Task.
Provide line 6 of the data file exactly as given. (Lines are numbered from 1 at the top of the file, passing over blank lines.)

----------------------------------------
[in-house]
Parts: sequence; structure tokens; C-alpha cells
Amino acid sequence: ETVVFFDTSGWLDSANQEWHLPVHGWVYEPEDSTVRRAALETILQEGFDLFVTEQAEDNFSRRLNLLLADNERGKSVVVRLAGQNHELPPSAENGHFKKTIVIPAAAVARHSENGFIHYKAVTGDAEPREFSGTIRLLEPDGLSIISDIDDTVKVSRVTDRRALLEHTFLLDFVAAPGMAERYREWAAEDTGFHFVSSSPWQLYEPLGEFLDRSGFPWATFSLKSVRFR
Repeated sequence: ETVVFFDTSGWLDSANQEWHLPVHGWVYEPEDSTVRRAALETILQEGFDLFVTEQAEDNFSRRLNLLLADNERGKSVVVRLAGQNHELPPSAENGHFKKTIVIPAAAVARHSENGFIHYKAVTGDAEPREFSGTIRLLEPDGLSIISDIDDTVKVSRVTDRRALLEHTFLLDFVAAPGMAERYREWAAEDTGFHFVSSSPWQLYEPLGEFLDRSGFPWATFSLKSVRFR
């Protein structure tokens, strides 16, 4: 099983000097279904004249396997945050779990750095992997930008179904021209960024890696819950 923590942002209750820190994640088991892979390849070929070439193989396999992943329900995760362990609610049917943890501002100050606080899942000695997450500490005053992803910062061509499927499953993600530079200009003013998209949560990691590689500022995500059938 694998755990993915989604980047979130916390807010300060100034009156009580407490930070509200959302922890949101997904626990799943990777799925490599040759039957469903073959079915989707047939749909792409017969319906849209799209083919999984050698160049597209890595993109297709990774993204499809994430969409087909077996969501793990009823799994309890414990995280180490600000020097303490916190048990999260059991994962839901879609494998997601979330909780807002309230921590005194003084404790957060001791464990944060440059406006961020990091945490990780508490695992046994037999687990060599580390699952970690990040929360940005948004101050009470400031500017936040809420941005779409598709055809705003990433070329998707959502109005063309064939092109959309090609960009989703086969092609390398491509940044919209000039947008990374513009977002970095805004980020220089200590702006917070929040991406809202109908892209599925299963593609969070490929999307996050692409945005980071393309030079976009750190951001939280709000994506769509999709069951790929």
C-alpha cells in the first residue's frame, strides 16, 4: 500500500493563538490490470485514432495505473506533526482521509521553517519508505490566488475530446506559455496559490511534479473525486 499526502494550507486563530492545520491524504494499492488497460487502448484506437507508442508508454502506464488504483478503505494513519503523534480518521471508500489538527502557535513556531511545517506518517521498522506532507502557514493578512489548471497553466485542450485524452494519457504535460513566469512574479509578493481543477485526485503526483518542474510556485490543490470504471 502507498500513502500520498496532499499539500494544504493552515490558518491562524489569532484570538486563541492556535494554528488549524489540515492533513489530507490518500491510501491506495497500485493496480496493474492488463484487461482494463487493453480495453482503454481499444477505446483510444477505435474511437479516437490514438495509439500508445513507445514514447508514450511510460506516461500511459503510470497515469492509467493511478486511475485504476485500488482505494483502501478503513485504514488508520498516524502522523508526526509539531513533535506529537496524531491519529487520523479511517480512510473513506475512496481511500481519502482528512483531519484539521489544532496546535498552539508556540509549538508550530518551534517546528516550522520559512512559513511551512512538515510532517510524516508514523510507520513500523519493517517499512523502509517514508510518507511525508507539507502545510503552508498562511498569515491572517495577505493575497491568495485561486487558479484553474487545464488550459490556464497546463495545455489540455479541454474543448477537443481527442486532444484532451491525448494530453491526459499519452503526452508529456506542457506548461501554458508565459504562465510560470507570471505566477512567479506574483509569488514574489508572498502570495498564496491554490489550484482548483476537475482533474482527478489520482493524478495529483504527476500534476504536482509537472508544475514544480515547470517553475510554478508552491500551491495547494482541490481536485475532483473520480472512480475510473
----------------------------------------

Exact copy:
C-alpha cells in the first residue's frame, strides 16, 4: 500500500493563538490490470485514432495505473506533526482521509521553517519508505490566488475530446506559455496559490511534479473525486 499526502494550507486563530492545520491524504494499492488497460487502448484506437507508442508508454502506464488504483478503505494513519503523534480518521471508500489538527502557535513556531511545517506518517521498522506532507502557514493578512489548471497553466485542450485524452494519457504535460513566469512574479509578493481543477485526485503526483518542474510556485490543490470504471 502507498500513502500520498496532499499539500494544504493552515490558518491562524489569532484570538486563541492556535494554528488549524489540515492533513489530507490518500491510501491506495497500485493496480496493474492488463484487461482494463487493453480495453482503454481499444477505446483510444477505435474511437479516437490514438495509439500508445513507445514514447508514450511510460506516461500511459503510470497515469492509467493511478486511475485504476485500488482505494483502501478503513485504514488508520498516524502522523508526526509539531513533535506529537496524531491519529487520523479511517480512510473513506475512496481511500481519502482528512483531519484539521489544532496546535498552539508556540509549538508550530518551534517546528516550522520559512512559513511551512512538515510532517510524516508514523510507520513500523519493517517499512523502509517514508510518507511525508507539507502545510503552508498562511498569515491572517495577505493575497491568495485561486487558479484553474487545464488550459490556464497546463495545455489540455479541454474543448477537443481527442486532444484532451491525448494530453491526459499519452503526452508529456506542457506548461501554458508565459504562465510560470507570471505566477512567479506574483509569488514574489508572498502570495498564496491554490489550484482548483476537475482533474482527478489520482493524478495529483504527476500534476504536482509537472508544475514544480515547470517553475510554478508552491500551491495547494482541490481536485475532483473520480472512480475510473